PUNXSUTAWNEY, Pa. - Punxsutawney Phil, Pennsylvania’s most famous groundhog, awoke Tuesday morning and saw his shadow — which, according to folklore, means there will be six more weeks of winter.
Each year on Feb. 2, thousands descend on Gobbler's Knob in Punxsutawney, Pennsylvania, to watch the giant rodent make his annual weather prediction at dawn with the help of his "inner circle."
According to the legend, there will be six more weeks of winter if he sees his shadow. If he doesn’t, spring comes early.
"Winter has been bleak, and bereft of hope, yet winter is just another step in the cycle of life," one of Phil's top-hatted inner circle members read from a scroll. "I couldn't imagine a better fate. With a shadow I have cast... six more weeks of winter!"
In 2021, Phil predicted six more weeks of winter. The 2020 forecast called for an early spring.
The groundhog tradition is thought to have originated in the 1800s and over time has become a staple in America’s culture.
The event took place virtually in 2021 because of the coronavirus pandemic, depriving the community, which is about 65 miles northeast of Pittsburgh, of a boost from tourists. This year, thousands returned to celebrate the annual event.
"This is the largest mid-week crowd we’ve ever had in the history of Groundhog Day," Jeff Lundy, president of the Groundhog Club’s Inner Circle, told the crowd.
Groundhog Day prediction accuracy
Records kept by the Punxsutawney Groundhog Club show Phil has predicted 105 continued winters and only 20 early springs. According to the Stormfax Almanac, that works out to a 39% accuracy rate for Phil.
In the near term, the groundhog’s accuracy rate is slightly better. According to the National Oceanic and Atmospheric Administration, Phil has been right about 40% of the time on average over the past decade.
Last year, Phil predicted more winter. According to NOAA, his forecast was about half right. February 2021 was the coldest since 1989, but March turned out to be warmer than normal.
"Predicting the arrival of springtime for an entire country, especially one with such varied regional climates as the United States, isn’t easy," NOAA says on its website. "Phil’s track record is evidence of that."
FILE - Groundhog handler John Griffiths holds Punxsutawney Phil, who did not see his shadow, predicting an early or late spring during the 134th annual Groundhog Day festivities on Feb. 2, 2020, in Punxsutawney, Pennsylvania. (Photo by Jeff Swensen/G
Groundhog Day origin: History of the annual tradition
The celebration of Groundhog Day began with Pennsylvania's earliest settlers, according to the groundhog club. They brought with them the legend of Candlemas Day, which states, "For as the sun shines on Candlemas Day, so far will the snow swirl in May...," the club notes on its website.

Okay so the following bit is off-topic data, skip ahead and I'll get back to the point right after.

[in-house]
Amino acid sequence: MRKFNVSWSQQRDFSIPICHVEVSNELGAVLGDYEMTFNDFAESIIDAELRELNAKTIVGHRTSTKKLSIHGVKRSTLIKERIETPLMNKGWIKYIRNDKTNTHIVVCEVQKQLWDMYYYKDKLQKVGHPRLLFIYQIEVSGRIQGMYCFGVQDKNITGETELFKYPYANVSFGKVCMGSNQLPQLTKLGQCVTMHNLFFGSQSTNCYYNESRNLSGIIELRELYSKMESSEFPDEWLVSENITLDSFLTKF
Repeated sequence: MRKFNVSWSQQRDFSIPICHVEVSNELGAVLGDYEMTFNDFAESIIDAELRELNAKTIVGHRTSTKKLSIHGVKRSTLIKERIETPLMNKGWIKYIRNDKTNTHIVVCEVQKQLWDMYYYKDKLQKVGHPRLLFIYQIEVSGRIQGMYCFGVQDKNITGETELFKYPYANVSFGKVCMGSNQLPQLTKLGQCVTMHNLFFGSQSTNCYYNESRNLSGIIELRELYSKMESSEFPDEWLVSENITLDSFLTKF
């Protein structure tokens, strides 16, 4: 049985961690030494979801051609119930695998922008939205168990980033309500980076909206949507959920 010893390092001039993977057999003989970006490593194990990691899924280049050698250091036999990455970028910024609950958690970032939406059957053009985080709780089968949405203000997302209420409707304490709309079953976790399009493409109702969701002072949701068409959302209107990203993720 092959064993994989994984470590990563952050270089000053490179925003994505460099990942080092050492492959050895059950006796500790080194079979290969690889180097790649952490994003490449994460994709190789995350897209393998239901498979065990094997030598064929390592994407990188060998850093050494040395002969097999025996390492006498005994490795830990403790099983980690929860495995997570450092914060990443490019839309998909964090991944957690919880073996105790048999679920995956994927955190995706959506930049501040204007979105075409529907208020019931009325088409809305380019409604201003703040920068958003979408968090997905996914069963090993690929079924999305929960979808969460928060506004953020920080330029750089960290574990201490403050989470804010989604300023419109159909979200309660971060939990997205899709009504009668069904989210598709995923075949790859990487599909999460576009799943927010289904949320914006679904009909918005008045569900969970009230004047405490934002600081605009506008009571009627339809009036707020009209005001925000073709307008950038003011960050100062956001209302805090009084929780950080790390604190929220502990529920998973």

The ancient Christian tradition of Candlemas included clergy blessing and distributing candles needed for winter. The candles represented how long and cold the winter would be, History.com notes. Germans expanded on this by selecting an animal — the hedgehog — as a means of predicting the weather.
"Once they came to America, German settlers in Pennsylvania continued the tradition, although they switched from hedgehogs to groundhogs, which were plentiful in the Keystone State," the outlet writes.
Punxsutawney held its first Groundhog Day in the 1800s. The first official trek to Gobbler's Knob — a tiny hill just outside of the town — wasn't made until Feb. 2, 1887. That year, Phil saw his shadow.
His first prediction of six more weeks of winter was accurate for a few regions, but it came up short for several others, according to the NOAA.
Why is the groundhog's name Phil?
Punxsutawney Phil was named after "King Phillip," the Punxsutawney Groundhog Club states online — without further elaboration.
Some news outlets have noted that "King Philip" may refer to the English name given to Metacomet, the chief of the Wampanoag people who formerly occupied parts of present-day Rhode Island and Massachusetts.
Prior to being called Phil, he was called Br'er Groundhog, according to the club.
Milltown Mel the groundhog dies before groundhog day
Elsewhere, onlookers normally flock to Groundhog Day festivities in Milltown, New Jersey, to catch a glimpse of another groundhog celebrity named Milltown Mel. However, it was revealed that the weather-predicting rodent died just before his annual big day.
Milltown said it canceled the event because the wranglers don't have time to find a replacement for Mel.
"We Wranglers are sad to report that Milltown Mel recently crossed over the rainbow bridge," a Facebook post said. "Considering the average lifespan of a Groundhog is about 3 years, that is not such a shock, but Mel left us at a tough time of year when most of his fellow groundhogs are hibernating."
This story was reported from Cincinnati. The Associated Press contributed.